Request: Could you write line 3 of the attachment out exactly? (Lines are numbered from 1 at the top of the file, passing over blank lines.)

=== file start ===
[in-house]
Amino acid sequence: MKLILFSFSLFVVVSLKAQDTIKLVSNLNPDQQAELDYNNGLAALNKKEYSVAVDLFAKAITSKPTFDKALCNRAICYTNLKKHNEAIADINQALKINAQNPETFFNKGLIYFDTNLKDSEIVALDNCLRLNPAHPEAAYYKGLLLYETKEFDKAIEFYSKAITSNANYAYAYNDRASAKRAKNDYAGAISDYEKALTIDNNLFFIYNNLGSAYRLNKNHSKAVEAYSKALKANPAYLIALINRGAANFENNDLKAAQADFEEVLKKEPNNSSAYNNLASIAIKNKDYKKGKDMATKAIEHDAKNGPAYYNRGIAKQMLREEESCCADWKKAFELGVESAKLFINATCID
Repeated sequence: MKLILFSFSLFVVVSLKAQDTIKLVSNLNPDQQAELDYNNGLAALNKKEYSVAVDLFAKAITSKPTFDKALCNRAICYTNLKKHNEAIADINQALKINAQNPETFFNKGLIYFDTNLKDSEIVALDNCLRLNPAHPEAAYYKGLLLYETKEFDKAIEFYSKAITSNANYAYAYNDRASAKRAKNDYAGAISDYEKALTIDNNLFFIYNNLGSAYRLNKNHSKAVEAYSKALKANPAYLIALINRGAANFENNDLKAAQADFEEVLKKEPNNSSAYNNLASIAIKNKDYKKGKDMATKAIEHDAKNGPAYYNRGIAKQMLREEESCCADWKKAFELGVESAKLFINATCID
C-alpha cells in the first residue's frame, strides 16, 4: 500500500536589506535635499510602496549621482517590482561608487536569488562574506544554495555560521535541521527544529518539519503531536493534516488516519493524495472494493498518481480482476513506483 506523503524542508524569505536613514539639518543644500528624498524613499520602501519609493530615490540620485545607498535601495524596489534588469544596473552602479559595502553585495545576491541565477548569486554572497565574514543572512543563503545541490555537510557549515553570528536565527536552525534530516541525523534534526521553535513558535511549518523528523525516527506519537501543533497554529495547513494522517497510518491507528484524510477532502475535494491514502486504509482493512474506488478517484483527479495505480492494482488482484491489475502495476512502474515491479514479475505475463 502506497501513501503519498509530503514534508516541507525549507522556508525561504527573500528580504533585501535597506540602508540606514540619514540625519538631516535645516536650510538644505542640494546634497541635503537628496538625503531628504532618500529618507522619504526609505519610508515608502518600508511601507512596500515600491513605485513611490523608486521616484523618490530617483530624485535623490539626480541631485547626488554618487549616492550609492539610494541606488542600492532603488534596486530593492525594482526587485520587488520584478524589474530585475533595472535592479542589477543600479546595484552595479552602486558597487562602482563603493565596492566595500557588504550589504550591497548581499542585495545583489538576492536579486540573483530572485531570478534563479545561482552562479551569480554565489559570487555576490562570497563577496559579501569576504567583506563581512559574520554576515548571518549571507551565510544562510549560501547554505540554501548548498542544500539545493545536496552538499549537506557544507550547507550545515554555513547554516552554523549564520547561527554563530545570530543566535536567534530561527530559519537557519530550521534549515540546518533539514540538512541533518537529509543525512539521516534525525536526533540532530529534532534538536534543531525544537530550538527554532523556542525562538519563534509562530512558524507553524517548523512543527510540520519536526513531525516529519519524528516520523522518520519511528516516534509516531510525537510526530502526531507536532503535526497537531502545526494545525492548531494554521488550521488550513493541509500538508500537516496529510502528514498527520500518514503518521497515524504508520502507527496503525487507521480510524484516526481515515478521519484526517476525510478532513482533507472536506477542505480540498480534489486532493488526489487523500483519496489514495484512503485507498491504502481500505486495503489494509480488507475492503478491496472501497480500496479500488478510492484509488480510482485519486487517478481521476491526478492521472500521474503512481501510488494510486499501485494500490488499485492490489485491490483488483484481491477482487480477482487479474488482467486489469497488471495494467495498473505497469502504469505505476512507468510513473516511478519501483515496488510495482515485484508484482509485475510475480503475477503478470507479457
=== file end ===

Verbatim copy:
Repeated sequence: MKLILFSFSLFVVVSLKAQDTIKLVSNLNPDQQAELDYNNGLAALNKKEYSVAVDLFAKAITSKPTFDKALCNRAICYTNLKKHNEAIADINQALKINAQNPETFFNKGLIYFDTNLKDSEIVALDNCLRLNPAHPEAAYYKGLLLYETKEFDKAIEFYSKAITSNANYAYAYNDRASAKRAKNDYAGAISDYEKALTIDNNLFFIYNNLGSAYRLNKNHSKAVEAYSKALKANPAYLIALINRGAANFENNDLKAAQADFEEVLKKEPNNSSAYNNLASIAIKNKDYKKGKDMATKAIEHDAKNGPAYYNRGIAKQMLREEESCCADWKKAFELGVESAKLFINATCID